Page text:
I have searched and found there are differences between the SLM and the CC bulwarks. Are there also differences in the SLM bulwarks. I see two different styles, both boats i believe are SLM builds.

If someone can clarify that would be great.


The stanchions supports for the bulwarks on the CC built boats are bronze castings and the bulwarks were milled from lumber. The SLM stanchion supports are wood and stainless steel thru-bolted. The bulwarks are constructed from wood on the SLM boats. There are pros and cons to either construction method. Is one better than the other? Probably not.

The main difference between the CC boats and the SLM built boats is plywood coring is used in the decks and cabin of the SLM boats and the CC boats were built with balsa coring. Is one better than the other? Probably not but then that depends on which builder lists the pros and cons.

I believe most of the CC boats use teak decking over the GRP decking. If the decks have not been maintained, this can be a source of leaks and core rot. We have a CC built boat. Our boat was custom finished and the owner/builder epoxy bonded the teak decking to the GRP subdeck I suspect this is one of the few BCC with bonded teak deaking. Further the teak decking was/is maintained throughout the history of the boat.

I will add, the other difference is our bowsprit is 6" longer than the bowsprit on most of the SLM boats. Considering the boat is over 20 years old, I am proud of this fact.

Ok, very good. thanks for that info, and your videos also, i love your little pin rail!

Any difference in bulwark height between the two? Ive seen some bulwarks with something akin to a rail cap. Rod, your bulwarks seem to be the standard. These bulwarks pictured here seem to be quite different. Also scupper design looks different. This is reported to be a SLM build.



I’m sure Kate from Roguewave will chime in on that picture - it’s one of Morning Star, one of the boats they are representing, right? If so, that was an owner finished boat and if you look through the pictures, you’ll see many things that are slightly to far different than factory finished boats.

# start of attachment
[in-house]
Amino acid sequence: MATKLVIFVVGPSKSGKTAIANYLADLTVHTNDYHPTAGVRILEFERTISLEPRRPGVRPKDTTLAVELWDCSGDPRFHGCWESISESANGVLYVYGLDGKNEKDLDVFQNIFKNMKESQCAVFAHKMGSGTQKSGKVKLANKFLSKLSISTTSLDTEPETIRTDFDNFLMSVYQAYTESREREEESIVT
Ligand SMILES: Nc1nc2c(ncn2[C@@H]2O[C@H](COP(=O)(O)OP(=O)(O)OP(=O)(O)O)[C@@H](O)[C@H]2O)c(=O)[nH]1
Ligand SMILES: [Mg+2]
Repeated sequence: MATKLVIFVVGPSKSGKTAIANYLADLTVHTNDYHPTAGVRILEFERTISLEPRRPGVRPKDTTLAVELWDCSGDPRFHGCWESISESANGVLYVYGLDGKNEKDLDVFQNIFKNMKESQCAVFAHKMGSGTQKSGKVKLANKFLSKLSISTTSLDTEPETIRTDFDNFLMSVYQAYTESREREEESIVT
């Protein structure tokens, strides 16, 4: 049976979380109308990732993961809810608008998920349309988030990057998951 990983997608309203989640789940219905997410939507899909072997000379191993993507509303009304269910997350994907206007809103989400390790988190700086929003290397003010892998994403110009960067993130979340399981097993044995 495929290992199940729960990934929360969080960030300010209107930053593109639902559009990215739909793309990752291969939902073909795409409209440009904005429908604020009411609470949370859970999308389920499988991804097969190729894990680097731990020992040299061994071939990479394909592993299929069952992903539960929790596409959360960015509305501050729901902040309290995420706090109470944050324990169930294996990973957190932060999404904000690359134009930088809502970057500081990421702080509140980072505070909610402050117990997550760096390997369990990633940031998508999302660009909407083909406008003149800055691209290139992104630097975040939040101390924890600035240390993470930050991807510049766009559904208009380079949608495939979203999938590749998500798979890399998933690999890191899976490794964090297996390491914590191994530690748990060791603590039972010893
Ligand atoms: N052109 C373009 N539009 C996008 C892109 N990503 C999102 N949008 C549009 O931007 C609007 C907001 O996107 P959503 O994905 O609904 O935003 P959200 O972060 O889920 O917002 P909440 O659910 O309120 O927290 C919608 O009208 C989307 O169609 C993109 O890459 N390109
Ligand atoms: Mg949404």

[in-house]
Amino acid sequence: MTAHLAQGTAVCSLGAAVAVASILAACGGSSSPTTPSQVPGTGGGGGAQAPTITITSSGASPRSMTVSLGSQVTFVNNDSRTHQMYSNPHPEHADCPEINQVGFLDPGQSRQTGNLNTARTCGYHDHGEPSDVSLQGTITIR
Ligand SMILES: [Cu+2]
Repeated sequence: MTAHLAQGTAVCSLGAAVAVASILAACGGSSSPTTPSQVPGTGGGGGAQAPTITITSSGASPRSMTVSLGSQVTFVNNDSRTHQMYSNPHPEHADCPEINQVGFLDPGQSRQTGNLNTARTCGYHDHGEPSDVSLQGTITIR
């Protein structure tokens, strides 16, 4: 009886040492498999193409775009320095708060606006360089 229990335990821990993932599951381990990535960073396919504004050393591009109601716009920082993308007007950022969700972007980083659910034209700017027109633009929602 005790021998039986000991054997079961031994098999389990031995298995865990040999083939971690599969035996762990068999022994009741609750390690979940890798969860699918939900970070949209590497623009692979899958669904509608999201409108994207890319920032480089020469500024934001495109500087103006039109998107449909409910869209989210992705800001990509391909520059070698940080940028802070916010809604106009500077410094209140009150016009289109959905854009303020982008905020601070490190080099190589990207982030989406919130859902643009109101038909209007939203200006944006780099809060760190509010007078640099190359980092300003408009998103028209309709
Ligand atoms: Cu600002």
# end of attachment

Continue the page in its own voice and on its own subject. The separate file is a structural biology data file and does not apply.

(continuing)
Aaron N.

Ahh good point, i should just ask Kate, we’ve been in touch about Morning Star, and other boats recently. Interesting that bulwarks can be “optional” or one of the owner finished items. I suppose i was thinkin about wooden hulled ships, where the frames carry on past the deck to become the bulwarks, and so are more integral to the hull. But i guess in this case, you can build the hull, and then add bulwarks later.

Thanks Aaron.

You are right in that the SLM bulwarks are made to look like those on wood framed boats. But in actuality I believe that in real wood boats the frame itself was not continued through the deck, but instead a sort of short sister frame was used extending from a foot or so alongside the top of the frames to above deck to become part of the bulwark. I’m not sure of the reason for this ‘extention’ unless the thinking was to have the frame itself stop just below the deck and make the decking job easier where it passed over the frames. A hole could then be cut through the deck and the short bulwark support fitted through it and bolted ‘sister’ style to the frame itself.

Another reason might be to avoid any rot forming in the bulwark from spreading directly into the frames of the boat and weakening them.

One thing about the raised toe-rail area on Morning Star is that it must be a lot easier to maintain than the plank-on-stantion style bulwark. Of course it also isn’t nearly as good looking. But then I am prejudiced against those BCC’s that do not carry the designed wale strakes three planks down the hull as Hess wanted them…and again adds so much more a pleasing look than those that simply add a narrow rubrail with a painted out area below it where the wale strakes belong.

WW tanbark reefed.jpg

Cool, thanks Stan. What was the deal with the Whale Strakes? Why some have it and others dont? Was that an option? Don’t see any mention of it in my 1996 brochure.


You are working from a 10 year old brochure. The whale strakes are an option. The 2005 base price for a new BCC was about $315,000. Yep, that’s a lot of money. Some may say, wow the builder is making a big profit. Based on my research there is very little profit, if any, building high quality custom boats such as the BCC.

I suspect the reason most original owners did not opt for the whale strakes, was cost and maintenance. Granted they really add to the charactor of the boat, but varnished whale strakes require at least two coats of varnish per year if the boat is berthed in a northern climate and at least two coats of varnish, twice a year if the boat is berthed in the south.

The BCC Americano listed by RogueWave Yacht Sales is very much a custom built BCC. The current asking price is below the builder’s cost. If you are wondering why, please telephone Kate at RogueWave. {Tel (410) 571-2955 (Office)
Fax (801) 681-9741; Other: Call Bernie at (443) 742-1792, or Kate (410) 919-7521}

Now let me ask a few questions.

  1. How long have you sailed?

  2. Are you really interested in purchasing a used or new BCC?

  3. If you are married or have a significant other, are they interested in sailing or living aboard? In general, both partners must have a real desire to dance on a boat.